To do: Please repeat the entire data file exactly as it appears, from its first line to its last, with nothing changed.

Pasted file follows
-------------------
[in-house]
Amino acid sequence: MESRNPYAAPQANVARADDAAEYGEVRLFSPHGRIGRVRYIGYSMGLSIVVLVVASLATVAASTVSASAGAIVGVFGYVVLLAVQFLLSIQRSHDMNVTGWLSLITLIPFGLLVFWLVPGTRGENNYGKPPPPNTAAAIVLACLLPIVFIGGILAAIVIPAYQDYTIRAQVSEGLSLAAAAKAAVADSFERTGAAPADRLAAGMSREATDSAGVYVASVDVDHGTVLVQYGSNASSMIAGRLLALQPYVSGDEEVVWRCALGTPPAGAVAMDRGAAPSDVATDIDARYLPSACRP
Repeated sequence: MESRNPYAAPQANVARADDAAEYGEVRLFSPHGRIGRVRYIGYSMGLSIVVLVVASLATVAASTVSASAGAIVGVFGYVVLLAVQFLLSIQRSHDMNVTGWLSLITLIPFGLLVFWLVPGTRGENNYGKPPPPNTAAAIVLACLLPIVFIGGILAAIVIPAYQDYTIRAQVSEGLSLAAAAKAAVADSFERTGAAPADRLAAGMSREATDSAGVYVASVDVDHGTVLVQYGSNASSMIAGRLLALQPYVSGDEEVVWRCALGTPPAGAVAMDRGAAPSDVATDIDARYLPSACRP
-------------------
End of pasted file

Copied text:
[in-house]
Amino acid sequence: MESRNPYAAPQANVARADDAAEYGEVRLFSPHGRIGRVRYIGYSMGLSIVVLVVASLATVAASTVSASAGAIVGVFGYVVLLAVQFLLSIQRSHDMNVTGWLSLITLIPFGLLVFWLVPGTRGENNYGKPPPPNTAAAIVLACLLPIVFIGGILAAIVIPAYQDYTIRAQVSEGLSLAAAAKAAVADSFERTGAAPADRLAAGMSREATDSAGVYVASVDVDHGTVLVQYGSNASSMIAGRLLALQPYVSGDEEVVWRCALGTPPAGAVAMDRGAAPSDVATDIDARYLPSACRP
Repeated sequence: MESRNPYAAPQANVARADDAAEYGEVRLFSPHGRIGRVRYIGYSMGLSIVVLVVASLATVAASTVSASAGAIVGVFGYVVLLAVQFLLSIQRSHDMNVTGWLSLITLIPFGLLVFWLVPGTRGENNYGKPPPPNTAAAIVLACLLPIVFIGGILAAIVIPAYQDYTIRAQVSEGLSLAAAAKAAVADSFERTGAAPADRLAAGMSREATDSAGVYVASVDVDHGTVLVQYGSNASSMIAGRLLALQPYVSGDEEVVWRCALGTPPAGAVAMDRGAAPSDVATDIDARYLPSACRP